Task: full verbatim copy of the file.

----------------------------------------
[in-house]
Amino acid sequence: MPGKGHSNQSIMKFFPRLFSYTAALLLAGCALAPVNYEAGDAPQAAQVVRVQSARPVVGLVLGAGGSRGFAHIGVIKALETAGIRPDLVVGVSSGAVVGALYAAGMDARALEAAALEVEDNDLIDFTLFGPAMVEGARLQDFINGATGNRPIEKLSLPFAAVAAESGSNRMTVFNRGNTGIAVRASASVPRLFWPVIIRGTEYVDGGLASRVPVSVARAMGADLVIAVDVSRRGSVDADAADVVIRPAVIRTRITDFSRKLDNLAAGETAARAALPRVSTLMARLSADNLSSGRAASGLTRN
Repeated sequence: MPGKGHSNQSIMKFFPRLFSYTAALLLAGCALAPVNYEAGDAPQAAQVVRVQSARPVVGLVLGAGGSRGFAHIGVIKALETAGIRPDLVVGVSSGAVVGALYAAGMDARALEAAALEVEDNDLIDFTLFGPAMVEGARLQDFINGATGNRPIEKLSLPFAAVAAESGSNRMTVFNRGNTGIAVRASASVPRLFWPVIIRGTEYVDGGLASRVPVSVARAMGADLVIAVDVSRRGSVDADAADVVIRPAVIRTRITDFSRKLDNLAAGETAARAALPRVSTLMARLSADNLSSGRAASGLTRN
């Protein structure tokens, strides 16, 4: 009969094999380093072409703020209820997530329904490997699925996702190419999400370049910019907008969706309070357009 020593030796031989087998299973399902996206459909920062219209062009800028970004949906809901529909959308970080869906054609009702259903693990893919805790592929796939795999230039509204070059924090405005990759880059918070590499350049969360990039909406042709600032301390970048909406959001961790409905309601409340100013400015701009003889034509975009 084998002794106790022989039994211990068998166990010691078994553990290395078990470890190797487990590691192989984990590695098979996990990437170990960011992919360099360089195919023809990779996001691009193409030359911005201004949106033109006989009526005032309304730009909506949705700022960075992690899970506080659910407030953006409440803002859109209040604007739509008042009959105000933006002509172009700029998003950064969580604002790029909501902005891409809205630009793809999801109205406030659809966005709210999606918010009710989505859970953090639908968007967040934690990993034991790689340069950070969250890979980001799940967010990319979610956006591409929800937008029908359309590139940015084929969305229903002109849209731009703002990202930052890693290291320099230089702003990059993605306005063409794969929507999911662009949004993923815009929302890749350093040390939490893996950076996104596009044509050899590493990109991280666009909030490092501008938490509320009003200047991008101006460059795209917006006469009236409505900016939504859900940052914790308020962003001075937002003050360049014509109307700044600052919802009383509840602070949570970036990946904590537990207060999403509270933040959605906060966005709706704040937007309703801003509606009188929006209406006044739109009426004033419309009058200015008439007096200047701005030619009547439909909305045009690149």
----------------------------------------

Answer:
[in-house]
Amino acid sequence: MPGKGHSNQSIMKFFPRLFSYTAALLLAGCALAPVNYEAGDAPQAAQVVRVQSARPVVGLVLGAGGSRGFAHIGVIKALETAGIRPDLVVGVSSGAVVGALYAAGMDARALEAAALEVEDNDLIDFTLFGPAMVEGARLQDFINGATGNRPIEKLSLPFAAVAAESGSNRMTVFNRGNTGIAVRASASVPRLFWPVIIRGTEYVDGGLASRVPVSVARAMGADLVIAVDVSRRGSVDADAADVVIRPAVIRTRITDFSRKLDNLAAGETAARAALPRVSTLMARLSADNLSSGRAASGLTRN
Repeated sequence: MPGKGHSNQSIMKFFPRLFSYTAALLLAGCALAPVNYEAGDAPQAAQVVRVQSARPVVGLVLGAGGSRGFAHIGVIKALETAGIRPDLVVGVSSGAVVGALYAAGMDARALEAAALEVEDNDLIDFTLFGPAMVEGARLQDFINGATGNRPIEKLSLPFAAVAAESGSNRMTVFNRGNTGIAVRASASVPRLFWPVIIRGTEYVDGGLASRVPVSVARAMGADLVIAVDVSRRGSVDADAADVVIRPAVIRTRITDFSRKLDNLAAGETAARAALPRVSTLMARLSADNLSSGRAASGLTRN
């Protein structure tokens, strides 16, 4: 009969094999380093072409703020209820997530329904490997699925996702190419999400370049910019907008969706309070357009 020593030796031989087998299973399902996206459909920062219209062009800028970004949906809901529909959308970080869906054609009702259903693990893919805790592929796939795999230039509204070059924090405005990759880059918070590499350049969360990039909406042709600032301390970048909406959001961790409905309601409340100013400015701009003889034509975009 084998002794106790022989039994211990068998166990010691078994553990290395078990470890190797487990590691192989984990590695098979996990990437170990960011992919360099360089195919023809990779996001691009193409030359911005201004949106033109006989009526005032309304730009909506949705700022960075992690899970506080659910407030953006409440803002859109209040604007739509008042009959105000933006002509172009700029998003950064969580604002790029909501902005891409809205630009793809999801109205406030659809966005709210999606918010009710989505859970953090639908968007967040934690990993034991790689340069950070969250890979980001799940967010990319979610956006591409929800937008029908359309590139940015084929969305229903002109849209731009703002990202930052890693290291320099230089702003990059993605306005063409794969929507999911662009949004993923815009929302890749350093040390939490893996950076996104596009044509050899590493990109991280666009909030490092501008938490509320009003200047991008101006460059795209917006006469009236409505900016939504859900940052914790308020962003001075937002003050360049014509109307700044600052919802009383509840602070949570970036990946904590537990207060999403509270933040959605906060966005709706704040937007309703801003509606009188929006209406006044739109009426004033419309009058200015008439007096200047701005030619009547439909909305045009690149």